Newborn Care Guide
- Table Of Contents
- Feeding Your Baby
- Bottle Feeding
- Common Breastfeeding Issues
- Is Something Wrong?
- Other Care Issues
- Recommended Immunization Schedule
As a new parent, we know that you are concerned about both the health and the appearance of your new baby. Some things about your baby's appearance may seem unusual to you but they are actually quite normal. Here are some common newborn physical features and conditions you may wonder about:
Your baby may have birthmarks on different parts of the body. Dark-skinned babies frequently have dark blue or purple, bruise-like spots over their buttocks and sometimes their hack, arms and legs. Light-skinned babies may have small, pale pink or red spots around their eyelids and at the back of the neck. These birthmarks usually disappear within one to four years.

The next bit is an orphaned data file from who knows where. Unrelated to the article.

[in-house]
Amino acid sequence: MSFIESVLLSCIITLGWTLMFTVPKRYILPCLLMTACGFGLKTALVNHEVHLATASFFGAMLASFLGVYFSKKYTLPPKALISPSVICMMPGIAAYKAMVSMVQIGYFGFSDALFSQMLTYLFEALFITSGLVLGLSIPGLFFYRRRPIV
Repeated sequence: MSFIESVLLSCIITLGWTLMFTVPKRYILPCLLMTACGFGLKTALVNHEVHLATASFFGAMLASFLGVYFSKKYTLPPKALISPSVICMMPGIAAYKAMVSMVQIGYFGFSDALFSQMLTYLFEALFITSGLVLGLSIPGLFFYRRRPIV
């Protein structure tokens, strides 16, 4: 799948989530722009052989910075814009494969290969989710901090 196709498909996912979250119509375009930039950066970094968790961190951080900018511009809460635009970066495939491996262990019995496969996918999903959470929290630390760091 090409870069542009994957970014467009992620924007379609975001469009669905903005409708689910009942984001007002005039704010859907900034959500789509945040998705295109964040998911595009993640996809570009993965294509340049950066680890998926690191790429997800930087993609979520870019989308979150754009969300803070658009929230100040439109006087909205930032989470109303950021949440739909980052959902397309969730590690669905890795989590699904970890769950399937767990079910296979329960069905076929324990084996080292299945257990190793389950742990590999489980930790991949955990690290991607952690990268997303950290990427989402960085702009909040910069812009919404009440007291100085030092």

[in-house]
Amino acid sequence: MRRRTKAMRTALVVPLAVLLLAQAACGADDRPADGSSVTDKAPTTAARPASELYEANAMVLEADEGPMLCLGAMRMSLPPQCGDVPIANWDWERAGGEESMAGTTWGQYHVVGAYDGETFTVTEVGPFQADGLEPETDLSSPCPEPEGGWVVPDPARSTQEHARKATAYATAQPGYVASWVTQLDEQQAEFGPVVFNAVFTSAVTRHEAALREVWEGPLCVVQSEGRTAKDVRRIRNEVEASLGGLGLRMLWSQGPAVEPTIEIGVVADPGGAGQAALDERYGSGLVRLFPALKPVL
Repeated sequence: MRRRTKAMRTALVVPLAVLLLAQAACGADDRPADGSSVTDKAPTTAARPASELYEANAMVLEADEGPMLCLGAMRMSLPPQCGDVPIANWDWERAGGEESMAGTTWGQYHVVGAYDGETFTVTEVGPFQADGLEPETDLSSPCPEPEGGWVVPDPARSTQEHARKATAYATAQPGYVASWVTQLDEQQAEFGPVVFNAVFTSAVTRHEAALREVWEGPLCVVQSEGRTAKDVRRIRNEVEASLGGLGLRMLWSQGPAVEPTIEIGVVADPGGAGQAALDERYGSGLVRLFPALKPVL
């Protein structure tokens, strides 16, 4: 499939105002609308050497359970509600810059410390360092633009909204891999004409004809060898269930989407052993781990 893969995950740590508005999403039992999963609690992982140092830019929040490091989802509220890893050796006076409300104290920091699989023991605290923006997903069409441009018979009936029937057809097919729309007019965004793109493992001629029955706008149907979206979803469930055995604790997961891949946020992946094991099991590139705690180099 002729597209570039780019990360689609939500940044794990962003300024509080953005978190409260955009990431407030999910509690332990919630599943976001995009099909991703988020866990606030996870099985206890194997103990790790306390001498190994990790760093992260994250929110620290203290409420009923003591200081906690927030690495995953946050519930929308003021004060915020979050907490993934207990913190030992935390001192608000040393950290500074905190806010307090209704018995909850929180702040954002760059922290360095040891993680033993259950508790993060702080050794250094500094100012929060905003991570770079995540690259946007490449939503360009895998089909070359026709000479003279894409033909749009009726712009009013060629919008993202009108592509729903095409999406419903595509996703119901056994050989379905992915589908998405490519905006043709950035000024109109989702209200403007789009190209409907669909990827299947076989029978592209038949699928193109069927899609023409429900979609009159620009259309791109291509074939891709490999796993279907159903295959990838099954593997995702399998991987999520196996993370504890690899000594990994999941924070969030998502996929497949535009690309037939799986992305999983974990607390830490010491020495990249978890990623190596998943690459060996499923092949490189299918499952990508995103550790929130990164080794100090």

Sometimes forceps must be used during the delivery to help the baby pass through the birth canal. This instrument may cause red pressure marks on your baby's cheek, head or jaw. These marks will usually start to disappear within a few days.
You will probably notice a soft spot on the top of the baby's head. This is called the fontanel. The fontanel allows the skull bones to overlap slightly during birth, making it easier for the baby to pass through the narrow birth canal. The soft spot will gradually disappear over the next year or two as the skull bones grow together after allowing for growth of the brain. In the meantime, it is OK to wash and brush your baby's hair over the soft spot.
Some babies have a collection of blood under their scalp that may grow larger over the neat few days after birth. This is a result of bruising that occurs during delivery and may take several weeks or months to go away.